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News & Media

Also in this issue

  • ITER Members are involved broadly in the in-kind procurement for ITER, sharing responsibility for the fabrication of components and systems. Participating in ITER also means reinforcing the scientific, technological and industrial base in fusion back at home. (Note: not all components and contributions could be reproduced here.)

    The world's largest Erector Set

    Compared to the ITER Tokamak, a space shuttle, an aircraft carrier and a nuclear submarine are all relatively simple objects: their technologies are well teste [...]

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  • José Manuel Barroso, the President of the European Commission,  is convinced that the future of Europe is in science and innovation. On 11 July 2014, he visited ITER to reaffirm Europe's commitment to ITER.

    Europe's Barroso: "Proud to have believed in ITER"

    In the official photo of the ITER Agreement—signed at the Elysée Palace in Paris on 21 November 2006—he occupies the place of honour at French President Jacque [...]

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  • The concrete employed at ITER plays a double role—guaranteeing structural integrity as well as nuclear safety. Whether its formulation is ordinary or exceptional, the concrete is the object of control and verification at each stage of its elaboration and implementation.

    A concrete for every purpose

    Gravel, sand, cement, water and sometimes an additive ... at first glance, concrete seems like a simple material. But not at ITER, where construction follows s [...]

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  • The European tokamak JET, enhanced with an ITER-like wall and divertor, is getting ready to renew experiments with a 50-50 mix of deuterium and tritium.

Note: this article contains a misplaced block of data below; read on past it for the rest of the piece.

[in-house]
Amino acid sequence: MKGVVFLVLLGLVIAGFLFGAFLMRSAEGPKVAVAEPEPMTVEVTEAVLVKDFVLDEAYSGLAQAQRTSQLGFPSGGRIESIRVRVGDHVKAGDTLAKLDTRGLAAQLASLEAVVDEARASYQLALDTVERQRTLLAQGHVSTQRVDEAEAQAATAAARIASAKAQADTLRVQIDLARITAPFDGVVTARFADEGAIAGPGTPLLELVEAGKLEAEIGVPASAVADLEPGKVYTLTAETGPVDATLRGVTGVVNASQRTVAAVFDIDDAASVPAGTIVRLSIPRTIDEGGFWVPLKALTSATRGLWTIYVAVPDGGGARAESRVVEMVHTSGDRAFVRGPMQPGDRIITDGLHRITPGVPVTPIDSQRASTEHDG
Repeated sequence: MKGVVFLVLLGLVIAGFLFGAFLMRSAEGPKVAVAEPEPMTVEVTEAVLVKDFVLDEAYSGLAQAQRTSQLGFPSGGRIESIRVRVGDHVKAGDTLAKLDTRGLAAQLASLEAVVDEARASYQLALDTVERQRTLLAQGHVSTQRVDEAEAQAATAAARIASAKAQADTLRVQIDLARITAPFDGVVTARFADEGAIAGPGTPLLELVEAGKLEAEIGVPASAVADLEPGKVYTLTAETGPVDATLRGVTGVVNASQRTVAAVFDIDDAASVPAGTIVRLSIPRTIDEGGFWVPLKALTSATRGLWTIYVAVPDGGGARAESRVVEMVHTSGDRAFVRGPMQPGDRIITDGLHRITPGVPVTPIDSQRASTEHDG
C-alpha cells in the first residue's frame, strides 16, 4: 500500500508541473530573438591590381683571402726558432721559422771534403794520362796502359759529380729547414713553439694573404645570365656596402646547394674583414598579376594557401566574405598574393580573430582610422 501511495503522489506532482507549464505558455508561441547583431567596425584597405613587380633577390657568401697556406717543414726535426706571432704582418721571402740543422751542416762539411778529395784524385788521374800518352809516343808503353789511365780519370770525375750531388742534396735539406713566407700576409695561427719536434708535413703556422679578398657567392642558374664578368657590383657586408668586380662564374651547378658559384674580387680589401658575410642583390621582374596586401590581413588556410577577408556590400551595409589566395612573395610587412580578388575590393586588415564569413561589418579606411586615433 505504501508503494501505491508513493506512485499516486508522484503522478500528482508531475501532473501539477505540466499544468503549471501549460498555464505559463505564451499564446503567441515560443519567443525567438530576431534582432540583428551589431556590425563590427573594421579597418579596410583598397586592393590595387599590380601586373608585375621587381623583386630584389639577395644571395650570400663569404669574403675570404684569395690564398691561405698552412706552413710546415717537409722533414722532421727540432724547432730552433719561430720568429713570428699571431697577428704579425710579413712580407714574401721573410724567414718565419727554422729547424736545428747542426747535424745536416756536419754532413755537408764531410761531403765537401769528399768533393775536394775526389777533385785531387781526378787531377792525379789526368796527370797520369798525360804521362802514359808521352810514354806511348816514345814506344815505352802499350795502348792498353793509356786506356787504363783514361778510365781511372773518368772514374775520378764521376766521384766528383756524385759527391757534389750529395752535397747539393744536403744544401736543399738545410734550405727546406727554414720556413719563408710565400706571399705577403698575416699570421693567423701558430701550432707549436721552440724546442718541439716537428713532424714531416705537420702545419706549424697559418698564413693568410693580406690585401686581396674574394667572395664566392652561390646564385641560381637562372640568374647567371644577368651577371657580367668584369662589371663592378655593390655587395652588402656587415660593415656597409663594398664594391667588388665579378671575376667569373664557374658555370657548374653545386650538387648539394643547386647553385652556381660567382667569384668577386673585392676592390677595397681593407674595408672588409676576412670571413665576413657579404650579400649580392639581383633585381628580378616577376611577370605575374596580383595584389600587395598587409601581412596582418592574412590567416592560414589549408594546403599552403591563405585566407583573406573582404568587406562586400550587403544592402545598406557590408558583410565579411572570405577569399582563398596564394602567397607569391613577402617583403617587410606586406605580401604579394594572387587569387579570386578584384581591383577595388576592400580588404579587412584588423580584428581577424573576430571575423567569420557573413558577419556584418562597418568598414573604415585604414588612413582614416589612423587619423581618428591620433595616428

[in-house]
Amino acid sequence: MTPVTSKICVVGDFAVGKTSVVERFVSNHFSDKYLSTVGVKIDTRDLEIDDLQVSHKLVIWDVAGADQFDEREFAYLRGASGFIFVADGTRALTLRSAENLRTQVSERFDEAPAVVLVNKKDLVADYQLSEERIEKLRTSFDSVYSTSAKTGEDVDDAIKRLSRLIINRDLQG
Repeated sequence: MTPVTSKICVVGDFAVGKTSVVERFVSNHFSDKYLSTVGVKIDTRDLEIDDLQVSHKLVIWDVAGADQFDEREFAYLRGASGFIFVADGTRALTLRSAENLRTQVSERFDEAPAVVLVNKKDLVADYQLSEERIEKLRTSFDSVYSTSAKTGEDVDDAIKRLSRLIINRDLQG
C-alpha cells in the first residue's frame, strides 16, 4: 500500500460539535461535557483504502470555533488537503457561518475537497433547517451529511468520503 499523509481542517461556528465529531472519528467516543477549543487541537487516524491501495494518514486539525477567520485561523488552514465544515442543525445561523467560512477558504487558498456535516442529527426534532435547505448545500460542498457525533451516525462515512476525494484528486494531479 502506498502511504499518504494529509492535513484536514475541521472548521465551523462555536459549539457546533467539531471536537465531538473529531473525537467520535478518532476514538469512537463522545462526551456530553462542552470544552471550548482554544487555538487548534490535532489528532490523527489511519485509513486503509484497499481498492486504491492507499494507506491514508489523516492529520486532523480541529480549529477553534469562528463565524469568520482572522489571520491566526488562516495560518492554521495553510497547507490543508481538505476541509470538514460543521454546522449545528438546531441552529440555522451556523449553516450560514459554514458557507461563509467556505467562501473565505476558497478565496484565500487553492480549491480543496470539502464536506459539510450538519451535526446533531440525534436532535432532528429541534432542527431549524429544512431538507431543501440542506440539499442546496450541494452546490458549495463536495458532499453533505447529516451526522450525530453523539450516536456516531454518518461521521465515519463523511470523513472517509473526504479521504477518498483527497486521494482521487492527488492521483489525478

T-time for JET

    In operational tokamaks around the world, plasmas are heated every day to temperatures that reach tens of thousands, or even millions, of degrees Celsius. Run [...]

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Mag Archives

A jewel in its concrete box

Deep into the ITER servers lays the huge data bank, constantly updated, that forms the 3D blueprint of the whole installation. Digging into this "detailed model", one can create ultra-precise renditions of any part of the machine, systems or buildings — down to the smallest pipe, nut and bolt.
 
Not everybody, however, needs such a high level of details. A designer working on, say, in-wall shielding or assembly tooling, needs to have a clear picture of the environment his components will fit in — but not necessarily with the resolution the "detailed model" can provide.
 
The ''simplified models'' that Lauris Honoré creates from the huge ITER data bank are terrific pedagogical and communication tools, revealing what the installation is really like, in all its beauty and complexity. (Click to view larger version...)
The ''simplified models'' that Lauris Honoré creates from the huge ITER data bank are terrific pedagogical and communication tools, revealing what the installation is really like, in all its beauty and complexity.
What he needs is 3D data that is sufficiently detailed but light enough to be handled by his workstation. What he needs is something simplified. And Lauris Honoré, a young designer who's been with ITER for 6 years already, is here to provide it.
 
Simplified models have a value that reaches well beyond the technical needs of ITER. They are terrific pedagogical and communication tools, revealing what the installation is really like, in all its beauty and complexity.
 
Lauris has developed a talent for these spectacular, colourful renditions. "I add texture, colours, brilliance, put a little man here and there to give a sense of scale... the drawing must be both technically impeccable and visually pleasing."
 
The Tokamak Complex rendition that we publish today (a much reduced version of the original) is a perfect illustration of this approach: here's the heart of the installation, densely packed with systems and devices — a fabulous machine and encased in concrete like a jewel in its box.